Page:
Research and Engagement Day: A powerful experience
Ken Bain, Ph.D, who wrote the bestselling book “What the Best College Teachers Do” and its sequel, “What the Best College Students Do,” joined the students, faculty, and staff of Bryant University for the fourth annual Research and Engagement Day (REDay).
Bryant annually devotes a day to showcasing the research and creative contributions of students, faculty, and staff. This year REDay, held April 23, featured more than 85 faculty and 330 students demonstrating the intellectual, creative, and interactive activities they've been engaged in. From case studies to panel discussions to poster presentations, REDay featured a remarkable depth and breadth of information.
REDay "emphasizes the value and importance of research and I think it becomes extremely powerful."
“From what I saw here, there are really a lot of opportunities for students to engage in projects,” said Bain, who met with students and faculty. “Having a day specifically dedicated to research is terrific. It emphasizes the value and importance of research and I think it becomes extremely powerful. I’m very impressed with what they are doing here.”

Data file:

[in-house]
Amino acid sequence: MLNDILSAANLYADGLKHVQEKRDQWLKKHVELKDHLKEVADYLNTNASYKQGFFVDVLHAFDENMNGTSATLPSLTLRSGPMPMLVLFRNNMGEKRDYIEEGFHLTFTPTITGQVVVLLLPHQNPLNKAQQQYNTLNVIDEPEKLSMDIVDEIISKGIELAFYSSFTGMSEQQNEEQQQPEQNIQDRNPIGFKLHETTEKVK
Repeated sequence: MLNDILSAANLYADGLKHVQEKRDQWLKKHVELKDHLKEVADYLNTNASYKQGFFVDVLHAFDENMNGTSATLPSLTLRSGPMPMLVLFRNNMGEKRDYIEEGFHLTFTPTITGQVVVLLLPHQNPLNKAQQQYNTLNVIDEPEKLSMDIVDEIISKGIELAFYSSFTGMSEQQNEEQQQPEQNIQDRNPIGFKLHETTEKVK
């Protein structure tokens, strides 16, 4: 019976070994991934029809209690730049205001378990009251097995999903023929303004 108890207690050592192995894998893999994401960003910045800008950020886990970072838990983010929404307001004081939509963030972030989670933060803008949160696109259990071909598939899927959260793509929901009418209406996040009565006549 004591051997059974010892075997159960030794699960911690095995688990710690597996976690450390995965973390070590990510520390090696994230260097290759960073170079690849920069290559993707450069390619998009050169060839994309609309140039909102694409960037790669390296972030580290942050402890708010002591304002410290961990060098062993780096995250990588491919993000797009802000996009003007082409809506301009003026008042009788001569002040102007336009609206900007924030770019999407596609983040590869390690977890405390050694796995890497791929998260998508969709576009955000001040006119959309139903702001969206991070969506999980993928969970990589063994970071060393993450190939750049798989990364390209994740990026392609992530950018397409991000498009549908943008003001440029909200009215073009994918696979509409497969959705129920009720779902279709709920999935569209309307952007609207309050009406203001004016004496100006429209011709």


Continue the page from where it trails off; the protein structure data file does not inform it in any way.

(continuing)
Bain, a noted historian and educator, breakfasted with students from a Global Foundations of Business class before delivering the keynote address in which he urged students to be unique and active learners during their time at Bryant.
“You have to realize how unique you are and what potential you have,” Bain said. “You can develop perspectives on lots of things that no one else can have.”
Widely recognized for his scholarship in teaching and research in the mechanics of learning, Bain later lunched with faculty in Bryant’s innovative First-Year Gateway program that sets the stage for students to explore the global foundations of character and leadership, and of organizations and business. The founding director of major teaching and learning centers at New York University, Northwestern University, Vanderbilt University, and Montclair State, Bain most recently served as provost and vice president of academic affairs at the University of the District of Columbia.
Huy Nguyen ’16 of Swansea, MA, welcomed the opportunity to listen to and speak with Bain. “It was an eye-opening experience to hear him fortify what I’ve been thinking," she said. "I learned that intelligence is not a fixed trait and that everyone can reach his or her goals by putting in the work needed to do so.”